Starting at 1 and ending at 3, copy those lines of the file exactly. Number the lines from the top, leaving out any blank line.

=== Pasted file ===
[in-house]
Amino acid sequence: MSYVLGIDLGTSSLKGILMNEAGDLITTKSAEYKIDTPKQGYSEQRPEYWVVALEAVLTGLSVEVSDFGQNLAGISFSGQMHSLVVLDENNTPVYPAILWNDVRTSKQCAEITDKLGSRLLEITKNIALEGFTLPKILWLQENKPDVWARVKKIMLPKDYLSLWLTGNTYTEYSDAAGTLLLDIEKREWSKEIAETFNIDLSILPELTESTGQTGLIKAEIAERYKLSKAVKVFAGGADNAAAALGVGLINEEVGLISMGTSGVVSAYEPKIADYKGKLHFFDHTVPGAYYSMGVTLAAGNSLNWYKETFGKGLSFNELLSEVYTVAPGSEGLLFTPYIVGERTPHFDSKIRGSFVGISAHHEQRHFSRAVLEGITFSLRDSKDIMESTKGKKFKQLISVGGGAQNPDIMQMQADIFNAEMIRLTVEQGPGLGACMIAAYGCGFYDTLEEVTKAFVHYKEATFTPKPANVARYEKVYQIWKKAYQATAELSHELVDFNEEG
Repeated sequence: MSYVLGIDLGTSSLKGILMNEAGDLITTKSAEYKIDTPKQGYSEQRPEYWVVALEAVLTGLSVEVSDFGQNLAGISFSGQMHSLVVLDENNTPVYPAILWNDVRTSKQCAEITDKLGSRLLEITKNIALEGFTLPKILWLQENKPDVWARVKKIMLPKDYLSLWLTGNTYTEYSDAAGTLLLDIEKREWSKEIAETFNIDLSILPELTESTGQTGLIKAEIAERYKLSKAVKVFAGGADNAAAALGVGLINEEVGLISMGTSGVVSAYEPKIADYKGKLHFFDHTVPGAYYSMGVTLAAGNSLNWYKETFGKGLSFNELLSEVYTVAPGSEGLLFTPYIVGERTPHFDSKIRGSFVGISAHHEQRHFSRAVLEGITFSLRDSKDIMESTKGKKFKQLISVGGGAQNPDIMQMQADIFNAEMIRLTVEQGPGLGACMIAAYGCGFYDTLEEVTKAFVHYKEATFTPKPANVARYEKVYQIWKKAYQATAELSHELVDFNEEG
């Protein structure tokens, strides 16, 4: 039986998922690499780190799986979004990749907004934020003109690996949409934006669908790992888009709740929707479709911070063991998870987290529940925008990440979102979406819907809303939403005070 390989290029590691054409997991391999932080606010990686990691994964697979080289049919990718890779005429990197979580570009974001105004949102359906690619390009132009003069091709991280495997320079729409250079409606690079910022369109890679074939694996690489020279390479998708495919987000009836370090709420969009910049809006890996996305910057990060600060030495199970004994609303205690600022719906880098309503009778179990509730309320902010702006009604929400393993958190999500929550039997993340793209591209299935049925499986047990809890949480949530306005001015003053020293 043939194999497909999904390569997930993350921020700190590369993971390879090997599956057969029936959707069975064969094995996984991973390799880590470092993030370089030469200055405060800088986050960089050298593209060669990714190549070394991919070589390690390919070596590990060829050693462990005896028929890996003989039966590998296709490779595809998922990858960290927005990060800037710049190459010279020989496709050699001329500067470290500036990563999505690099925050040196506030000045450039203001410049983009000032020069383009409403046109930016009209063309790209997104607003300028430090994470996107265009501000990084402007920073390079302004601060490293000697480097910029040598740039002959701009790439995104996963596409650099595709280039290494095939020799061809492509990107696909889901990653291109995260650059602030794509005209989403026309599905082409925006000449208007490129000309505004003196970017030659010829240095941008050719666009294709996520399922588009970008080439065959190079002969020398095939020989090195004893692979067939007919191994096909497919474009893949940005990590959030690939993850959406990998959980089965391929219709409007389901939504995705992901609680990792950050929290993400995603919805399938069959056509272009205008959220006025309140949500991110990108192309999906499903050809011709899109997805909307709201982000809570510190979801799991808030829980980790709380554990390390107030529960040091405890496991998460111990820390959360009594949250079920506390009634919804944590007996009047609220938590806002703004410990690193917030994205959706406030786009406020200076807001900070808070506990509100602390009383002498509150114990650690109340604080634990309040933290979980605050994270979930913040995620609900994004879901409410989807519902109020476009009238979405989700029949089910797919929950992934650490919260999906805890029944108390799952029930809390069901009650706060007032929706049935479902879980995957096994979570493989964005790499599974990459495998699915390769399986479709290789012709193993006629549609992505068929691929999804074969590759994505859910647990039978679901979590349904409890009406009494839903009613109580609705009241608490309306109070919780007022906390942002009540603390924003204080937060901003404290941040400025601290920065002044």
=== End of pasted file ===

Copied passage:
[in-house]
Amino acid sequence: MSYVLGIDLGTSSLKGILMNEAGDLITTKSAEYKIDTPKQGYSEQRPEYWVVALEAVLTGLSVEVSDFGQNLAGISFSGQMHSLVVLDENNTPVYPAILWNDVRTSKQCAEITDKLGSRLLEITKNIALEGFTLPKILWLQENKPDVWARVKKIMLPKDYLSLWLTGNTYTEYSDAAGTLLLDIEKREWSKEIAETFNIDLSILPELTESTGQTGLIKAEIAERYKLSKAVKVFAGGADNAAAALGVGLINEEVGLISMGTSGVVSAYEPKIADYKGKLHFFDHTVPGAYYSMGVTLAAGNSLNWYKETFGKGLSFNELLSEVYTVAPGSEGLLFTPYIVGERTPHFDSKIRGSFVGISAHHEQRHFSRAVLEGITFSLRDSKDIMESTKGKKFKQLISVGGGAQNPDIMQMQADIFNAEMIRLTVEQGPGLGACMIAAYGCGFYDTLEEVTKAFVHYKEATFTPKPANVARYEKVYQIWKKAYQATAELSHELVDFNEEG
Repeated sequence: MSYVLGIDLGTSSLKGILMNEAGDLITTKSAEYKIDTPKQGYSEQRPEYWVVALEAVLTGLSVEVSDFGQNLAGISFSGQMHSLVVLDENNTPVYPAILWNDVRTSKQCAEITDKLGSRLLEITKNIALEGFTLPKILWLQENKPDVWARVKKIMLPKDYLSLWLTGNTYTEYSDAAGTLLLDIEKREWSKEIAETFNIDLSILPELTESTGQTGLIKAEIAERYKLSKAVKVFAGGADNAAAALGVGLINEEVGLISMGTSGVVSAYEPKIADYKGKLHFFDHTVPGAYYSMGVTLAAGNSLNWYKETFGKGLSFNELLSEVYTVAPGSEGLLFTPYIVGERTPHFDSKIRGSFVGISAHHEQRHFSRAVLEGITFSLRDSKDIMESTKGKKFKQLISVGGGAQNPDIMQMQADIFNAEMIRLTVEQGPGLGACMIAAYGCGFYDTLEEVTKAFVHYKEATFTPKPANVARYEKVYQIWKKAYQATAELSHELVDFNEEG